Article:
Q&A WITH ARTIST AMBER EAGLE
Houston Arts Alliance
You might be familiar with Houston-based artist Amber Eagle from the massive (and massively popular) art car she created for the Houston Art Car Parade (appropriately dubbed Our Lady of Transportation), or maybe you've taken one of her sugar skull classes at Lawndale Art Center. But have you seen her latest work, Autoflora? Originally installed on Navigation Boulevard (across from Ripley House) as part of Transported + Renewed, Autoflora is getting a new lease on life in the Lockwood Nature Garden Preserve.
HAA: What role do you feel public art plays in the community at large? In Houston?
EAGLE: I think public art is the weight on the other side of the see-saw to our growingly generic landscape of chain stores—it’s the only big, beautiful one, and here it is in your neighborhood!
As we were installing Autoflora I had a couple of passerbys ask me “what is it?” and “what is it for?” I think those are great questions to raise—art educating and thought provoking.
HAA: Explain the process of making Autoflora. How did previous projects influence this sculpture?
EAGLE: The piece was a real joy to build—one of those rare pieces that everyone is happy to contribute to - the painters, welders, installers all came forward. East Ender Tony Garcia of SDC construction laid the slab for it and threw in some workers and a boom to help us install. Martin Chavez’ East End Chamber of Commerce’s crew helped out. Neighbors brought out folding chairs and watched us put it up. The next-door neighbor thanked us for putting something beautiful there.
My work with car parts really informed this, particularly old VW bug hoods, which have such interesting lines.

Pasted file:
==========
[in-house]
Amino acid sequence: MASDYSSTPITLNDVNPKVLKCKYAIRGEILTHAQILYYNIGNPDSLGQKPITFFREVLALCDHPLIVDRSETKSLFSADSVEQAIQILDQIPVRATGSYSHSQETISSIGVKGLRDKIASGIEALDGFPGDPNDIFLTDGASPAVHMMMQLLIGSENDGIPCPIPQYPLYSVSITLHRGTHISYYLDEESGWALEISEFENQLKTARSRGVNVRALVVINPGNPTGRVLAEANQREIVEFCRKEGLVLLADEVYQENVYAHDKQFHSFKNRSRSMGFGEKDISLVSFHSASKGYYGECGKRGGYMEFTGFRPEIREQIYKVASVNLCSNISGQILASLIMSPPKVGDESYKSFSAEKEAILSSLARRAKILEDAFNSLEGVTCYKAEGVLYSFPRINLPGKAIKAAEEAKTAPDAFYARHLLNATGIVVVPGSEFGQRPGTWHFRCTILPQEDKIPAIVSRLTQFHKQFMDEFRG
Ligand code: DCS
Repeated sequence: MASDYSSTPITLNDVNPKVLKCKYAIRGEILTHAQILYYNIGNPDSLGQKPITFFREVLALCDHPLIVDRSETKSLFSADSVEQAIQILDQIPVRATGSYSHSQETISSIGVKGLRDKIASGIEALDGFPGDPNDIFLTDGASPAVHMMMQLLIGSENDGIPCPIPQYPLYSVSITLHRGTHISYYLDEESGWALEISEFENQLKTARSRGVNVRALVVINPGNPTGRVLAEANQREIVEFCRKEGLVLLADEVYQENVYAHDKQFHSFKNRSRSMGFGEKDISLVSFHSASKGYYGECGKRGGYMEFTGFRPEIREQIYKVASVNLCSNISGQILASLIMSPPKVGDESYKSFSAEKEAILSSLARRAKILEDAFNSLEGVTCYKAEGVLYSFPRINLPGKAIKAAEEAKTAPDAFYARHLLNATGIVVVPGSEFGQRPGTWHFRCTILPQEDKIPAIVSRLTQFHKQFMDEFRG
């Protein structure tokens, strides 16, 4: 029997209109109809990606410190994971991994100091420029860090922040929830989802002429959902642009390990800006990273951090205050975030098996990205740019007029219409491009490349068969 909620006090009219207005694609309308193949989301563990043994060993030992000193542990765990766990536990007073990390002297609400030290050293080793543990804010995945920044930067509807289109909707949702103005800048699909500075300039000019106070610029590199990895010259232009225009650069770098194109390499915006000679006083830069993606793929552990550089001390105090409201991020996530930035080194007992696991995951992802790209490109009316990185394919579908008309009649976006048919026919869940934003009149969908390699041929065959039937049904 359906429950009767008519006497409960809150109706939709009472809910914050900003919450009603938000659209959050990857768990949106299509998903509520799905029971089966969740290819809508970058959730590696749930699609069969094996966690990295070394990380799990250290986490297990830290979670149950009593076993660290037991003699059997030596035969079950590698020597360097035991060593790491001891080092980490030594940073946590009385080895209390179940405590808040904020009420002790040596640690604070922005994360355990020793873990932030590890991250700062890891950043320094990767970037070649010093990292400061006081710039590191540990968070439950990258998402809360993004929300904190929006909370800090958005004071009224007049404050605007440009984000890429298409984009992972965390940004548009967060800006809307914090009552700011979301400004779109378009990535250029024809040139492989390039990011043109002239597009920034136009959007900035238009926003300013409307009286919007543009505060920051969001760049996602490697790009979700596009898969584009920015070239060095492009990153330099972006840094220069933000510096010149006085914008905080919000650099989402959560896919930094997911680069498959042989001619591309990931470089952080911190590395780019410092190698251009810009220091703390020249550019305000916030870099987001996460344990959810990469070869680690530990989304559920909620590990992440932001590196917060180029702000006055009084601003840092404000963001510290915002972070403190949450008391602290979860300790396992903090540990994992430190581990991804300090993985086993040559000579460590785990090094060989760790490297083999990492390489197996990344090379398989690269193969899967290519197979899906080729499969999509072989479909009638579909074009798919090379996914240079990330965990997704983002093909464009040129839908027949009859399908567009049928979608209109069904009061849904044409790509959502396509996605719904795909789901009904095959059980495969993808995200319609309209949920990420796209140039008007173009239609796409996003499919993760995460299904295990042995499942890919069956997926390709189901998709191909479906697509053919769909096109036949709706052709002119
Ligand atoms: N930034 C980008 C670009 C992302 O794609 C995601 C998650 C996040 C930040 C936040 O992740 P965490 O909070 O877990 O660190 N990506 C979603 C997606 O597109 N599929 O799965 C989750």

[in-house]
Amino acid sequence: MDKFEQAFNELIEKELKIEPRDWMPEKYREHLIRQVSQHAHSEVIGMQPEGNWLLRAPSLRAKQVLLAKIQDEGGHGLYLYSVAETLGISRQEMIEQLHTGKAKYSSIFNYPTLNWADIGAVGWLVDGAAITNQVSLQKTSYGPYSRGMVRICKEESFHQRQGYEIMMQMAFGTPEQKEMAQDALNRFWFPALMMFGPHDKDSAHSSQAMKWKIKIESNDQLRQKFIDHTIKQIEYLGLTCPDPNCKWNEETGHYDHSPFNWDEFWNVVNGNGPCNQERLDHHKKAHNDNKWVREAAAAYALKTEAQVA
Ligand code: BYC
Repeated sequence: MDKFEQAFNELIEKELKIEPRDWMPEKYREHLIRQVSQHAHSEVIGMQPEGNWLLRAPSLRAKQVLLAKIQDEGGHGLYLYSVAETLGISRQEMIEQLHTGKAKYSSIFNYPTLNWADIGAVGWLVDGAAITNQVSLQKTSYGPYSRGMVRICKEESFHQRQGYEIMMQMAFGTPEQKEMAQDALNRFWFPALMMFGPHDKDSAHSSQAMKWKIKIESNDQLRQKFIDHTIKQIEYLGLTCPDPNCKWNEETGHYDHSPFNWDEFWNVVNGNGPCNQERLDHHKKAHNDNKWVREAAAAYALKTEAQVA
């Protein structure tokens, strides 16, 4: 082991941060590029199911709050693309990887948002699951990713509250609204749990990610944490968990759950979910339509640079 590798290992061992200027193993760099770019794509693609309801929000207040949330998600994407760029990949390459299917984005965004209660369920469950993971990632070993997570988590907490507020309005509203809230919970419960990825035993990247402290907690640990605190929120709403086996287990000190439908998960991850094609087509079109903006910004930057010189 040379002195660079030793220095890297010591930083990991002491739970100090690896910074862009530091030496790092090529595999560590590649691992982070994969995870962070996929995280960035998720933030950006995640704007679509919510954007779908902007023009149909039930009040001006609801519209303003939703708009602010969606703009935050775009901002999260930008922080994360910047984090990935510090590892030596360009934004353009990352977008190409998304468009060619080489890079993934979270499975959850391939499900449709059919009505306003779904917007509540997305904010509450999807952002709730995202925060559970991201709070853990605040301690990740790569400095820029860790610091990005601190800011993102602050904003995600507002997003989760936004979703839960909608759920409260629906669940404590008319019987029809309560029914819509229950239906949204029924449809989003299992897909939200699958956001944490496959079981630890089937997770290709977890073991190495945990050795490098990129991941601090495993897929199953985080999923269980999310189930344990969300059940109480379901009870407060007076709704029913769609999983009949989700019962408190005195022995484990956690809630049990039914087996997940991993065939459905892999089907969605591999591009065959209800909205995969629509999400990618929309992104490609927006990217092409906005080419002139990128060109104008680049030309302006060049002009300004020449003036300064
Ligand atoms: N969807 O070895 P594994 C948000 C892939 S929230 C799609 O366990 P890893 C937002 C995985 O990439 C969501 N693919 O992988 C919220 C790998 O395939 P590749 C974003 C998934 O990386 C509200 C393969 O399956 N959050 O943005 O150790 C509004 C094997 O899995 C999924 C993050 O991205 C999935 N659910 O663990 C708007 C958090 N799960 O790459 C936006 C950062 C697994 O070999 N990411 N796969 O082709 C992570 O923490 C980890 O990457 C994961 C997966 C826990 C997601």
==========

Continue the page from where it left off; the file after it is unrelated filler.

HAA: How did the installation location (on Navigation Boulevard, the East End) and environment, both in terms of specific location in the city and physical environment, influence the design and construction of Autoflora?
EAGLE: It seems appropriate that lots of Mexican hands on the other side of the border as well as my husband Guillermo Rosas (fabricator/collaborator) constructed this since it was made for an area with a heavily Latino population.
It is mostly a drive-by location, so making it out of auto parts and paint made sense – it speaks the language of cars. I wanted the colors to pop but also to be based on something in nature—to super charge a natural color—so it was inspired by Coleus plants whose leaves have such intense and varied colors; depending on the amount of sun they get it, varies from yellow to green to magenta. Since Autoflora is a flower in a garden, the green part of it is that iron and steel are the most recycled materials in the world—the metal in the piece is likely about half recycled.
HAA: What role do you think Autoflora will play in it’s new home at Lockwood Nature Garden? What role would you like for it to play?
EAGLE: The plants in the Lockwood Garden are chosen for their ability to attract pollinators and I think the Autoflora will similarly attract people to sit on benches underneath its blossoms and enjoy the garden. I hope people giving directions will say “exit at the big flower” or “take a left at the flower” and it will have people searching for flowers.
Cars and gardens in harmony—an environmentally positive idea.
To learn more about the Lockwood Nature Garden Preserve project, visit the garden website.